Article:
# Why is the current time graph for charging a capacitor the same as charging it?Watch

Announcements
#1
For discharging it's pretty obvious charge decreases therefore pd across a capacitor decreases therefore the current decreases but charging??

Edit: I meant why is the one for charging the same as the one for discharging. Why does it decrease?
Last edited by Presto; 6 days ago
0
5 days ago
#2
I think it is because it is a natural process, it is exponential, the capacitor is initially uncharged (not actually true as always in real life some residual charge)
then when you start charging it, it charges at the CR (source resistance x capacitance, time constant) and it never ever is fully charged (practically, gets to 99%, then 99.9%, then 99.99%, then 99.999999 etc etc) so Tau is chosen , as you can actually measure 68.2% or whatever that value is

then discharging, the load R x Capacitance gives teh discharge time constant, from 100% (approx) to 32.8(?)%,

there are some great YouTube explanations, and general Physics chats about these fundamental things

- a practical capacitor has so much other interesting stuff going on, ∈v= permittivity of free space in farads/meter = 8.85 × 10−12, fringe effects, dielectric constant, temperature coefficients (highly important) but they stick to CR & RC charge/discharge as it has a bit of natural log maths to it

last thing, charging source resistance does not necessarily = load discharge resistance, so the two Tau's might be different after all
0
#3
Sorry I didn't mention it's A Level

(Original post by LuigiMario)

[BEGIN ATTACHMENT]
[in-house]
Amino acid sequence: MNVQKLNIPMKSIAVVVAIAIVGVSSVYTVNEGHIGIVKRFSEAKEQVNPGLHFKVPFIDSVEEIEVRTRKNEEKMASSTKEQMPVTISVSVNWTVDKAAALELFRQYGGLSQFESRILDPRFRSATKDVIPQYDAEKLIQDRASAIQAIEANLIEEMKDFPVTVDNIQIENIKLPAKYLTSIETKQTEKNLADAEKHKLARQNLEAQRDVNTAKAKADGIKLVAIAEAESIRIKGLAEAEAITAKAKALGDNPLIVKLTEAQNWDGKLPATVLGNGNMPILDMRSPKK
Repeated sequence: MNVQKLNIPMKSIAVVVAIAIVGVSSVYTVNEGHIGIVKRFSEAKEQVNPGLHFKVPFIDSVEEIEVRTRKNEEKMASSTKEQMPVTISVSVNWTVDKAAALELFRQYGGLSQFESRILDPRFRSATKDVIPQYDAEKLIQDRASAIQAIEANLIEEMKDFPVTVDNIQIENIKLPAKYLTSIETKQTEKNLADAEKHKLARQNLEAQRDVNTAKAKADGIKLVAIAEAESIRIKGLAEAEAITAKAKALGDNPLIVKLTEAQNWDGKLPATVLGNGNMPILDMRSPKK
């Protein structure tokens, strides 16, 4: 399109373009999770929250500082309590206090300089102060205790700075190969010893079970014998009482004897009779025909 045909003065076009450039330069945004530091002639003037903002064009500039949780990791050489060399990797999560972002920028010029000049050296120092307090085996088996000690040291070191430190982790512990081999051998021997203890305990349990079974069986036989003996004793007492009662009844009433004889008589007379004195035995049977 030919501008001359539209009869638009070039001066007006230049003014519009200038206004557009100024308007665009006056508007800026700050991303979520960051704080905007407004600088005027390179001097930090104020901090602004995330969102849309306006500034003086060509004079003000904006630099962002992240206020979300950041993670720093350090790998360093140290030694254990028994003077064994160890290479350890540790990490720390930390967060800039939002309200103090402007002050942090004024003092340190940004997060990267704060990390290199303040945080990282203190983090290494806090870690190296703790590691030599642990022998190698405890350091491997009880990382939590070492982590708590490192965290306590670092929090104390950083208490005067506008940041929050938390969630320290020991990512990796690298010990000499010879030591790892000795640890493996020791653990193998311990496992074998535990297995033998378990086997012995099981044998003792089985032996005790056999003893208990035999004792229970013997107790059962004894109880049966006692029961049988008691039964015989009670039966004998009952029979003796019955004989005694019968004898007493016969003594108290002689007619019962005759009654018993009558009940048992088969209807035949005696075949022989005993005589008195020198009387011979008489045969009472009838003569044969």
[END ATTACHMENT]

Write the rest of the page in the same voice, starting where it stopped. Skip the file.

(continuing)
I think it is because it is a natural process, it is exponential, the capacitor is initially uncharged (not actually true as always in real life some residual charge)
then when you start charging it, it charges at the CR (source resistance x capacitance, time constant) and it never ever is fully charged (practically, gets to 99%, then 99.9%, then 99.99%, then 99.999999 etc etc) so Tau is chosen , as you can actually measure 68.2% or whatever that value is

then discharging, the load R x Capacitance gives teh discharge time constant, from 100% (approx) to 32.8(?)%,

there are some great YouTube explanations, and general Physics chats about these fundamental things

- a practical capacitor has so much other interesting stuff going on, ∈v= permittivity of free space in farads/meter = 8.85 × 10−12, fringe effects, dielectric constant, temperature coefficients (highly important) but they stick to CR & RC charge/discharge as it has a bit of natural log maths to it

last thing, charging source resistance does not necessarily = load discharge resistance, so the two Tau's might be different after all
0
X

new posts
Latest
My Feed

### Oops, nobody has postedin the last few hours.

Why not re-start the conversation?

see more

### See more of what you like onThe Student Room

You can personalise what you see on TSR. Tell us a little about yourself to get started.

### University open days

• Arts University Bournemouth
Art and Design Foundation Diploma Further education
Sat, 25 May '19
• SOAS University of London
Wed, 29 May '19
• University of Exeter
Thu, 30 May '19

### Poll

Join the discussion

#### How did your Edexcel GCSE Maths Paper 1 go?

Loved the paper - feeling positive (535)
26.38%
The paper was reasonable (884)
43.59%
Not feeling great about that exam (395)
19.48%
It was TERRIBLE (214)
10.55%